Their work indicates levels of this destructive duo may be an even more valuable indicator of a patient's prognosis as well as an important new target for improving it.

In their studies, they looked at both human non-small cell lung cancer cells and the same cells with TIMP-1 knocked out, then used two frontline chemotherapeutic agents, gemcitabine and cisplatin, and found IL-6 production went down and cell death went up in response to the drugs in the cells with TIMP-1 missing, says Mumtaz Rojiani.

"We gave the two chemotherapy drugs and when we looked at the effect of those drugs we found that TIMP-1 was affecting apoptosis in cell lines and when we knocked it down, we found more apoptosis even in the presence of these drugs," says Mumtaz Rojiani. "So we know TIMP-1 is affecting apoptosis."

When they added TIMP-1, they saw IL-6 go back up and cell survival increase, she says. In fact, when they gave more IL-6, cell death also was reduced, however just adding TIMP-1 also increased IL-6 and using antibodies to neutralize just TIMP-1 also reduced levels of IL-6.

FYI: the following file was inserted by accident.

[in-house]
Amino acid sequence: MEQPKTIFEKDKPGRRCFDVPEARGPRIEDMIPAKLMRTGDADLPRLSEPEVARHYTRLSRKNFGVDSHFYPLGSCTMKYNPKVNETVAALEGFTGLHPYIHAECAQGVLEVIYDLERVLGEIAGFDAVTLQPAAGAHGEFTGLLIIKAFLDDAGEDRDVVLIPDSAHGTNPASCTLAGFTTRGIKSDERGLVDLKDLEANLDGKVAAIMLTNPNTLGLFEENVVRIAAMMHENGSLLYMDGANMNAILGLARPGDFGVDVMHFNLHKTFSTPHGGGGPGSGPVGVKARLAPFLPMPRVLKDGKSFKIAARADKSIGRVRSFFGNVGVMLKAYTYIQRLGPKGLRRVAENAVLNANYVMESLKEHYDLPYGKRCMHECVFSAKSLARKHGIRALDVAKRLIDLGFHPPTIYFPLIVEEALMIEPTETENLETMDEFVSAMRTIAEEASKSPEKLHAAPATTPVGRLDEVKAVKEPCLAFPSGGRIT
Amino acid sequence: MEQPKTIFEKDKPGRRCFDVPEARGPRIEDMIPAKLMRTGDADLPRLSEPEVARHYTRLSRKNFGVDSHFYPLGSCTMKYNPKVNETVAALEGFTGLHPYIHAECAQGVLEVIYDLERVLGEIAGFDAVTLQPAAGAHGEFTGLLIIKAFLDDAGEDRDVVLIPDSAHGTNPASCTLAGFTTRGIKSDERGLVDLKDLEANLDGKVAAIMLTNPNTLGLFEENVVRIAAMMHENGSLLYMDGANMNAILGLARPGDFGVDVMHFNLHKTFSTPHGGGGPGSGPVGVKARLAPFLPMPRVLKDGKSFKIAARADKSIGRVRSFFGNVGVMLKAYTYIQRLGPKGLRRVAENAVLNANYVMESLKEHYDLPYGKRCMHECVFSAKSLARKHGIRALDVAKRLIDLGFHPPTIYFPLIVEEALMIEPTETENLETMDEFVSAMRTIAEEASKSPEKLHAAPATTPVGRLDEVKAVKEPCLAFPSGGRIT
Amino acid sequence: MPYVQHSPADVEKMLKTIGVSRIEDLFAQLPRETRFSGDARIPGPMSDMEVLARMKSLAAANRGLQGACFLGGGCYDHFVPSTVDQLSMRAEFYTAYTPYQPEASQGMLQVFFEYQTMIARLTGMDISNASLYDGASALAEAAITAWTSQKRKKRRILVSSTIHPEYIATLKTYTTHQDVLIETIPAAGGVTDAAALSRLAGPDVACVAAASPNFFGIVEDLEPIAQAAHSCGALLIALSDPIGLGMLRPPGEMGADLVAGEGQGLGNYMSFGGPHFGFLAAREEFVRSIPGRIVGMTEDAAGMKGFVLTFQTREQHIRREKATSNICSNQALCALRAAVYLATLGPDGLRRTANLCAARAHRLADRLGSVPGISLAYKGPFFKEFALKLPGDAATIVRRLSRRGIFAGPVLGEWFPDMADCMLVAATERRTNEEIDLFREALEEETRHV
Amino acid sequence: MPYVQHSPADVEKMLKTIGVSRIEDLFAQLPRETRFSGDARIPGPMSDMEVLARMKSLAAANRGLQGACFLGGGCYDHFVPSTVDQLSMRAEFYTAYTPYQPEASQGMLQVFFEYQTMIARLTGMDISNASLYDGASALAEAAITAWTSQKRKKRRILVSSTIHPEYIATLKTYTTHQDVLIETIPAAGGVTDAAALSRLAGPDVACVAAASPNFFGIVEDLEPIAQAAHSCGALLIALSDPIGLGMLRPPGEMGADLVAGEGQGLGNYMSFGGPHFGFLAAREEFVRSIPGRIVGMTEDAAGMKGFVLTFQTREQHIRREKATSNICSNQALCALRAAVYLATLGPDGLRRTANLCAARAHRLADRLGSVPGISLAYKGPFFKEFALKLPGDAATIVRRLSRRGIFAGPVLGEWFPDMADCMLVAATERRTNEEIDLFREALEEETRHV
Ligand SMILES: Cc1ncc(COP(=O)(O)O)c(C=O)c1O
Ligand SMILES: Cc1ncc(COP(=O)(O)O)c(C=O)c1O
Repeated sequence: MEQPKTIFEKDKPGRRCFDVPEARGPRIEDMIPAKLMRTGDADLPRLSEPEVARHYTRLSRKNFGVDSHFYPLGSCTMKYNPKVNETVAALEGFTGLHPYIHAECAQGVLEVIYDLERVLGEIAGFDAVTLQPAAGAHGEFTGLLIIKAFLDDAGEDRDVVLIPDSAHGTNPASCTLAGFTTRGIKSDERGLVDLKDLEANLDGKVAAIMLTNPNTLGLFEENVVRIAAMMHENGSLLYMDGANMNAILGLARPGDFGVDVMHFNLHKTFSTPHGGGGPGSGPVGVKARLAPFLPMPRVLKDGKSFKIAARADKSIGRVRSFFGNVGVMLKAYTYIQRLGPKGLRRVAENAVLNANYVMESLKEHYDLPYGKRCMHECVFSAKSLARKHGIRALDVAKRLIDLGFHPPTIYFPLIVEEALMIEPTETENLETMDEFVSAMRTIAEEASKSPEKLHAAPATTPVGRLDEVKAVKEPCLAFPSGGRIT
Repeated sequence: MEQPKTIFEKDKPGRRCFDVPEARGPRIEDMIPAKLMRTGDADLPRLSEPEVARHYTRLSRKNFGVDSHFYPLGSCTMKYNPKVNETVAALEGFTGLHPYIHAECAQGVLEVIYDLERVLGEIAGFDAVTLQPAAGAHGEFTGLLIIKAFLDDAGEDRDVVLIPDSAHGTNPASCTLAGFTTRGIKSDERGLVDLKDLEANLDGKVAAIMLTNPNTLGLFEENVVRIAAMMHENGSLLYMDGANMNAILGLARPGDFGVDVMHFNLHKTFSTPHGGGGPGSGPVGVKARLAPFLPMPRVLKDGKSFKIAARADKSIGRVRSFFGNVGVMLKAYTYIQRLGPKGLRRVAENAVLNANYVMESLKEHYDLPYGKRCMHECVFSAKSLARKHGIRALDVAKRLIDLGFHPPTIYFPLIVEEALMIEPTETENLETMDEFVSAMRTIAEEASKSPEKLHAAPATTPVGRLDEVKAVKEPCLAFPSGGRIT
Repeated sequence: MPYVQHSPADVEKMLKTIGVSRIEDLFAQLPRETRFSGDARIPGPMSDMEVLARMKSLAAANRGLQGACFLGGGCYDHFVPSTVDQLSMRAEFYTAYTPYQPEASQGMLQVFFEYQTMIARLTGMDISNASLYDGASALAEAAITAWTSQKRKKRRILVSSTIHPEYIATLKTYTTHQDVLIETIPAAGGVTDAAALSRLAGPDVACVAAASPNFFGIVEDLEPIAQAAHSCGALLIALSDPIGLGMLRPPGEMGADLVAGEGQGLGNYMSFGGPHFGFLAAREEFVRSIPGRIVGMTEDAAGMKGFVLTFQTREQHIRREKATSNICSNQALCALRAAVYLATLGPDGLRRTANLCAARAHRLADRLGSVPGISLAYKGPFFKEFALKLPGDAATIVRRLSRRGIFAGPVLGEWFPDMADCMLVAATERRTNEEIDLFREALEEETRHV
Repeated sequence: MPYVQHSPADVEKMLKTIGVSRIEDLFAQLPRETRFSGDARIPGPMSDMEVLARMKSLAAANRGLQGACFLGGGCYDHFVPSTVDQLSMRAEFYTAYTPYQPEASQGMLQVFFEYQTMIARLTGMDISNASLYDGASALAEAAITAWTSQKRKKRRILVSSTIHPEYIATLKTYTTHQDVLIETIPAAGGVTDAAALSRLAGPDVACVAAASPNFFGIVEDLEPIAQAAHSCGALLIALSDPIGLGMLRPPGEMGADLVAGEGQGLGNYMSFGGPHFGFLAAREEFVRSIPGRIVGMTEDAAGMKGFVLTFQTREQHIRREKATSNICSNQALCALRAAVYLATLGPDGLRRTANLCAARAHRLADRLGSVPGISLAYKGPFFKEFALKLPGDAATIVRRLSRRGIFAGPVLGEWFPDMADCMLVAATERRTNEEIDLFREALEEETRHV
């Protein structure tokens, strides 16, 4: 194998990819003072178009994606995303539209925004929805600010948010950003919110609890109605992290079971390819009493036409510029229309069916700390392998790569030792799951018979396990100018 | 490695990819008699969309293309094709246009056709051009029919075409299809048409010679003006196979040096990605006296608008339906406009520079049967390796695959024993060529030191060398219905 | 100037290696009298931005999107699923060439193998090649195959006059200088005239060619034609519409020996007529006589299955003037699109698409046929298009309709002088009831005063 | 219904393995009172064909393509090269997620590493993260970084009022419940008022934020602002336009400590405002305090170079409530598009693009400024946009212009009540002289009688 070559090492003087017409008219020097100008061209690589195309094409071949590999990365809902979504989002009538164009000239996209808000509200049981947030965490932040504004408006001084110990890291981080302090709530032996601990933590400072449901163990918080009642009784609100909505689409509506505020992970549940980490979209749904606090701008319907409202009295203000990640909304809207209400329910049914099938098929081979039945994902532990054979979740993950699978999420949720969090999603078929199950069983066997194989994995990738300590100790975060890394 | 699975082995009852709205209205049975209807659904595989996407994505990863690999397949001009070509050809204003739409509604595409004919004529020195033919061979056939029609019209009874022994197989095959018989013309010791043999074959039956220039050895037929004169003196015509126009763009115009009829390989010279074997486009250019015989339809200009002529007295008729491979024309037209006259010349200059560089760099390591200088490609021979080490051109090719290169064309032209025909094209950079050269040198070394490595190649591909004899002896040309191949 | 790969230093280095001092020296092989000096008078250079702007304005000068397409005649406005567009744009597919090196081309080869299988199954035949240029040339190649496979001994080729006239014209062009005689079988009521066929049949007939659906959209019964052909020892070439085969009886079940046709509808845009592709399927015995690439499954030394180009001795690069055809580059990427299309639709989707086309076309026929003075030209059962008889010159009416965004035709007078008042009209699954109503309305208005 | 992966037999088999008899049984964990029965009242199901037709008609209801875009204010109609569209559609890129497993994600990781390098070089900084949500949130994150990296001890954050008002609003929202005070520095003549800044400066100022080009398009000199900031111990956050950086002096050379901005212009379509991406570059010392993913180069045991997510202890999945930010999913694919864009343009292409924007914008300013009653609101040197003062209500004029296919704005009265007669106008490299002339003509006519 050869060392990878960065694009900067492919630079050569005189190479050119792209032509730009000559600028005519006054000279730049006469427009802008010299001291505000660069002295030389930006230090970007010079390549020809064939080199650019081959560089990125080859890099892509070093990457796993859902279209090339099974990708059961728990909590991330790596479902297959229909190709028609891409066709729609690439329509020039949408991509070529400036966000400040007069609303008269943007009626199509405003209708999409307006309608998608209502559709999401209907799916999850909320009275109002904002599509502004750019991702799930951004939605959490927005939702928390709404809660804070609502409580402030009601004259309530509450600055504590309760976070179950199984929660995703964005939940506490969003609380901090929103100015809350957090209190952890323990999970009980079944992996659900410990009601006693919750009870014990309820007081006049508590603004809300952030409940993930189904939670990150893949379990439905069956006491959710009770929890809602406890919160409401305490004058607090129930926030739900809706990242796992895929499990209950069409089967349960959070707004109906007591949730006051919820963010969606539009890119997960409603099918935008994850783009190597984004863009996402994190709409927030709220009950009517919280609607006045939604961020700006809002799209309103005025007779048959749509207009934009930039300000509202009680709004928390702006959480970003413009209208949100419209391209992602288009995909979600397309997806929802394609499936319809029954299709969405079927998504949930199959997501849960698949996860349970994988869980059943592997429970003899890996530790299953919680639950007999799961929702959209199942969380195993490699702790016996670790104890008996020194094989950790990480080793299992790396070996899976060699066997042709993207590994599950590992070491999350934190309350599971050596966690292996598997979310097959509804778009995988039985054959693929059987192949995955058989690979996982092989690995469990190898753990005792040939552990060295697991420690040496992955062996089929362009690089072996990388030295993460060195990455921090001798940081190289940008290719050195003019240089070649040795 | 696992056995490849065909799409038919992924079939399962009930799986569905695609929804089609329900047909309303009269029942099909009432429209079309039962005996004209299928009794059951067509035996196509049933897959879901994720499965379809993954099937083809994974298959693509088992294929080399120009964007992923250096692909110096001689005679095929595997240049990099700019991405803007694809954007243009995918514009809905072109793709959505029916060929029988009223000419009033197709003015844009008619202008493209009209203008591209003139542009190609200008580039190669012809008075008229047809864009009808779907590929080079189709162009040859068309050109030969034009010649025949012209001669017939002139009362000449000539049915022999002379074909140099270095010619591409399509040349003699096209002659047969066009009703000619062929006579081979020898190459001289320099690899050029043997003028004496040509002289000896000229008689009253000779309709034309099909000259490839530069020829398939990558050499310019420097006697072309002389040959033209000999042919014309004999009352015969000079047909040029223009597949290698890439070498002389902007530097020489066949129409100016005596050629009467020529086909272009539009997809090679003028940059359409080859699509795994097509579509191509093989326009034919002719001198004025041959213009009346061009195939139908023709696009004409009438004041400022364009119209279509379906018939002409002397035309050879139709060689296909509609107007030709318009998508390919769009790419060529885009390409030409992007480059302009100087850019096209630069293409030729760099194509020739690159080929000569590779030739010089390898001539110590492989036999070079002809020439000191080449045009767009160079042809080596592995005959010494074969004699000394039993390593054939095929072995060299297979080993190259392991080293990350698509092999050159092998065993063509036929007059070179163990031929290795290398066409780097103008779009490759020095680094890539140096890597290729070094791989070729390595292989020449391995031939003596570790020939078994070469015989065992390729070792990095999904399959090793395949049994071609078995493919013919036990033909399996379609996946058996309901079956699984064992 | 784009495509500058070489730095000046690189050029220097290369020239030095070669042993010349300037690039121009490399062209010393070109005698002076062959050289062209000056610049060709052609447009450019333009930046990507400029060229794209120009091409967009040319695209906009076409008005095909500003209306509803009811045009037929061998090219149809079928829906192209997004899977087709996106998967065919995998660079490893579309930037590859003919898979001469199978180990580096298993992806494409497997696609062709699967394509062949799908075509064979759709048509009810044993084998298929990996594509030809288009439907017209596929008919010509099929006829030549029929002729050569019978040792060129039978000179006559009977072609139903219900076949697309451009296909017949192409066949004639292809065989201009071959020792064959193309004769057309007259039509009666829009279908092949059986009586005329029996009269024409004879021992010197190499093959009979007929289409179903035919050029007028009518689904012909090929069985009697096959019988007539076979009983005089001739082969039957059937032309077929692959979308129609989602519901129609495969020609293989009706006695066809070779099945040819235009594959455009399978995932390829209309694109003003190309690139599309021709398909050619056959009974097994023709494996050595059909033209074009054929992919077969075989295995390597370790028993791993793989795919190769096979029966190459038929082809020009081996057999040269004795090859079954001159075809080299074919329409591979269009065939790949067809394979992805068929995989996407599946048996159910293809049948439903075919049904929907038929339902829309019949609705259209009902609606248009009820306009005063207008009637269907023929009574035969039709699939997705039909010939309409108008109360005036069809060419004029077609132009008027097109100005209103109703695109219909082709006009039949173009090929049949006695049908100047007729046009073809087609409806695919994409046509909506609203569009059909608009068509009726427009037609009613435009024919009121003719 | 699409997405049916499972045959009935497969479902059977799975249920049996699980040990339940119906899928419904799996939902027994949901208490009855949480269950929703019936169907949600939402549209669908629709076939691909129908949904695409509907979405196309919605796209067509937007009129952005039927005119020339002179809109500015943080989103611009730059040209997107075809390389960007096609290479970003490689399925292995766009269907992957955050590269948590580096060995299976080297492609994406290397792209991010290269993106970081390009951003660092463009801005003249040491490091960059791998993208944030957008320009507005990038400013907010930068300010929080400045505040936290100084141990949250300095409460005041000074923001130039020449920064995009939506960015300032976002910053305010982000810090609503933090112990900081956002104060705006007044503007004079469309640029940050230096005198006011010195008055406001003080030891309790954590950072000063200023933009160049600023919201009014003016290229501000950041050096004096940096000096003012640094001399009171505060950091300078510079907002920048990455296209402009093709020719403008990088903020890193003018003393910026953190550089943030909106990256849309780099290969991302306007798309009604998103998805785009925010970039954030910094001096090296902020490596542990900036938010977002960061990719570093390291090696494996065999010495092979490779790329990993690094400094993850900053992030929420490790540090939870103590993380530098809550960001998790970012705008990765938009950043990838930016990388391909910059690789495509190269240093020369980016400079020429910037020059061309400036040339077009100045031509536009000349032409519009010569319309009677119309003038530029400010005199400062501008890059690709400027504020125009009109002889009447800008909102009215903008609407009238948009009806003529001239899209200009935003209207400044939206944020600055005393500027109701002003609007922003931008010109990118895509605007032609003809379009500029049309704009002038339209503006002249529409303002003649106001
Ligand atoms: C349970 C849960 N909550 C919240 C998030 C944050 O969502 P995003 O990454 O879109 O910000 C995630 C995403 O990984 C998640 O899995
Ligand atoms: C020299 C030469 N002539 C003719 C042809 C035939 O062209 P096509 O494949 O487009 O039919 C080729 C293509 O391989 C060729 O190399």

When they looked again at cancer cells that survived, they were even more treatment-resistant than the cells they came from and had higher levels of TIMP-1 and IL-6, Mumtaz Rojiani says.

"You develop chemo-resistant clones that have higher levels than the original cancer cells," says Amyn Rojiani.

To ensure the IL-6 was functional at this higher level, they looked downstream at the IL-6 signaling pathway, which includes STAT3, a regulator of gene activity. STAT3 is known to be involved in controlling cell growth and division, movement and apoptosis, all of which cancer uses. With high levels of IL-6, they watched STAT3 move into the cell nucleus, which means it was also activated.

To see if this tumor-promoting synergy they identified in human lung cancer cell lines also occurred in patients, they turned to the Cancer Genome Atlas database, compiled by the National Cancer Institute, which includes samples and full genome sequencing from patients with a huge variety of outcomes, including chemotherapy resistance and death, says Dr. Wei Xiao, MCG postdoctoral fellow and the study's first author.